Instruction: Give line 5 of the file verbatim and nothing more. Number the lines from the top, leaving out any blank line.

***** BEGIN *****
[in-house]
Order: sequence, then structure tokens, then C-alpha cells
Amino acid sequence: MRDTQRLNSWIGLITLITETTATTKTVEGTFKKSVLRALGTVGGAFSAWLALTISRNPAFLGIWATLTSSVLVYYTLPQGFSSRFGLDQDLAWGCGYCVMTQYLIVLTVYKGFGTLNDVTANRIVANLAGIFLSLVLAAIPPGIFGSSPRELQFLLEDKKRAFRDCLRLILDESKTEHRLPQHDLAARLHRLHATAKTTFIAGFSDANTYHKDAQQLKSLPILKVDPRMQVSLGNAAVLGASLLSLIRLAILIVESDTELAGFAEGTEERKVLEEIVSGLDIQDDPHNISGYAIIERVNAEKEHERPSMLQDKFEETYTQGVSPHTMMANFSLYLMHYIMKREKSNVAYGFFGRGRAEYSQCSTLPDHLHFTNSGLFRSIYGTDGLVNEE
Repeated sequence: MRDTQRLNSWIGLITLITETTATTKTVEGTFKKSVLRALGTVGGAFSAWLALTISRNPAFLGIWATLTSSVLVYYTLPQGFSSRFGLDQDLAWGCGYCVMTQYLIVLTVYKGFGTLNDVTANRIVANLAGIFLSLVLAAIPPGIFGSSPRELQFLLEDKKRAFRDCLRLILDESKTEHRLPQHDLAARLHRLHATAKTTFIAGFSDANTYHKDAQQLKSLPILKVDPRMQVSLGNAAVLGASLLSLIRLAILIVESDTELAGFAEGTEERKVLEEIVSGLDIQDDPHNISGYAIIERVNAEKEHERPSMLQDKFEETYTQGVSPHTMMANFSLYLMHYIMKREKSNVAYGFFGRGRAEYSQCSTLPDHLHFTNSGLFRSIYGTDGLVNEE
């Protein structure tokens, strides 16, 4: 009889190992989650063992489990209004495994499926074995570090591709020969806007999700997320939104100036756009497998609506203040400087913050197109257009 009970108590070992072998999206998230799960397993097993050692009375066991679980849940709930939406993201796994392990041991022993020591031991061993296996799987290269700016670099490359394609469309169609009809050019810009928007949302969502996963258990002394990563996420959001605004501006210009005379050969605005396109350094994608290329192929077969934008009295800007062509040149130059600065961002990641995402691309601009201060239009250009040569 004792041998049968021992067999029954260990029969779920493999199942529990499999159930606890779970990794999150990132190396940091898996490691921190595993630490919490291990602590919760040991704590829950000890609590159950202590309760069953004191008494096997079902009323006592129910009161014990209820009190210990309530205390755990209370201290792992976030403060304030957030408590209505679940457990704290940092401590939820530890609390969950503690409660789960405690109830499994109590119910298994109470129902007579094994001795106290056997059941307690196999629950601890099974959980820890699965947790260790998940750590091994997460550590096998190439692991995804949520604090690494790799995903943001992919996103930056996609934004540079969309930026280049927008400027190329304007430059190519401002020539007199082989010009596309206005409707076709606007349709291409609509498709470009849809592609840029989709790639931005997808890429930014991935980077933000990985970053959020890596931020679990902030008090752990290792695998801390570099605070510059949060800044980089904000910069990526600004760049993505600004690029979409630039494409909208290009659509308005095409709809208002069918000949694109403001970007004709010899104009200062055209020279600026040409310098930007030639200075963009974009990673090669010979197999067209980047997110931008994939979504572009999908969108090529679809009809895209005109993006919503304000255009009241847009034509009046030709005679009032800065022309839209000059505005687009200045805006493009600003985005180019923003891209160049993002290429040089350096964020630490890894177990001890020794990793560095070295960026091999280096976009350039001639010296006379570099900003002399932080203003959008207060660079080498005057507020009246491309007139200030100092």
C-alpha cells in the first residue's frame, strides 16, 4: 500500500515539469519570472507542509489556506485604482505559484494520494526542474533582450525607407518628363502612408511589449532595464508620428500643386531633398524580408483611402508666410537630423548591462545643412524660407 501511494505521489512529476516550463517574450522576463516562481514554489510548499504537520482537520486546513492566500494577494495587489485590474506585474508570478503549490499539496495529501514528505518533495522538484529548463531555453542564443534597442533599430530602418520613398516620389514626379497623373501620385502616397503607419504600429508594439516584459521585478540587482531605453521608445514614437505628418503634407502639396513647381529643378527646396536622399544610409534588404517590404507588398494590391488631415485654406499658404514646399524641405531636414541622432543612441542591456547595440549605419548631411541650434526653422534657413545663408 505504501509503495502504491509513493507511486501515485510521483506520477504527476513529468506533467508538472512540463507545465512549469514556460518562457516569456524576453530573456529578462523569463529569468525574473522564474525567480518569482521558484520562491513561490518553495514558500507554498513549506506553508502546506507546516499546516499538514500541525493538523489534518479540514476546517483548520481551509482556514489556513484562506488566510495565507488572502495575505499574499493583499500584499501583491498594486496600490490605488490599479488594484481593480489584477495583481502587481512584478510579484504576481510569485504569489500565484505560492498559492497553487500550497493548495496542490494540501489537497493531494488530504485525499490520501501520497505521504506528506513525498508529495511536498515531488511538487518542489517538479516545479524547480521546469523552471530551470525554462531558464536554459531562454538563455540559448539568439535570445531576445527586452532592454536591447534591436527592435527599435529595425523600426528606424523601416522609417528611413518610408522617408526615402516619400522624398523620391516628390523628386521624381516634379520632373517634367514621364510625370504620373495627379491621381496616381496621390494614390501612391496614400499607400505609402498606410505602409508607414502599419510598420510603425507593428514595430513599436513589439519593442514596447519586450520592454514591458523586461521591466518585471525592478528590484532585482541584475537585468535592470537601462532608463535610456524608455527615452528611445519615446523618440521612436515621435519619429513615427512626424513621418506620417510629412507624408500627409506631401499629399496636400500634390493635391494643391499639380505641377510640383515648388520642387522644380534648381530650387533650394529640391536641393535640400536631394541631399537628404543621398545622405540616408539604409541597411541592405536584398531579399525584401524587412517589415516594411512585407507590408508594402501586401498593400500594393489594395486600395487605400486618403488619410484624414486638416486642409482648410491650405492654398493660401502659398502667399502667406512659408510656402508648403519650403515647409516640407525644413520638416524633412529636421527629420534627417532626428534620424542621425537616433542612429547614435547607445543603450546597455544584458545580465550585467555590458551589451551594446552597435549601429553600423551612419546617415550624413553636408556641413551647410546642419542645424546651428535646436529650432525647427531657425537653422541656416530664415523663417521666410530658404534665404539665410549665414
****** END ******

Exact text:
């Protein structure tokens, strides 16, 4: 009889190992989650063992489990209004495994499926074995570090591709020969806007999700997320939104100036756009497998609506203040400087913050197109257009 009970108590070992072998999206998230799960397993097993050692009375066991679980849940709930939406993201796994392990041991022993020591031991061993296996799987290269700016670099490359394609469309169609009809050019810009928007949302969502996963258990002394990563996420959001605004501006210009005379050969605005396109350094994608290329192929077969934008009295800007062509040149130059600065961002990641995402691309601009201060239009250009040569 004792041998049968021992067999029954260990029969779920493999199942529990499999159930606890779970990794999150990132190396940091898996490691921190595993630490919490291990602590919760040991704590829950000890609590159950202590309760069953004191008494096997079902009323006592129910009161014990209820009190210990309530205390755990209370201290792992976030403060304030957030408590209505679940457990704290940092401590939820530890609390969950503690409660789960405690109830499994109590119910298994109470129902007579094994001795106290056997059941307690196999629950601890099974959980820890699965947790260790998940750590091994997460550590096998190439692991995804949520604090690494790799995903943001992919996103930056996609934004540079969309930026280049927008400027190329304007430059190519401002020539007199082989010009596309206005409707076709606007349709291409609509498709470009849809592609840029989709790639931005997808890429930014991935980077933000990985970053959020890596931020679990902030008090752990290792695998801390570099605070510059949060800044980089904000910069990526600004760049993505600004690029979409630039494409909208290009659509308005095409709809208002069918000949694109403001970007004709010899104009200062055209020279600026040409310098930007030639200075963009974009990673090669010979197999067209980047997110931008994939979504572009999908969108090529679809009809895209005109993006919503304000255009009241847009034509009046030709005679009032800065022309839209000059505005687009200045805006493009600003985005180019923003891209160049993002290429040089350096964020630490890894177990001890020794990793560095070295960026091999280096976009350039001639010296006379570099900003002399932080203003959008207060660079080498005057507020009246491309007139200030100092």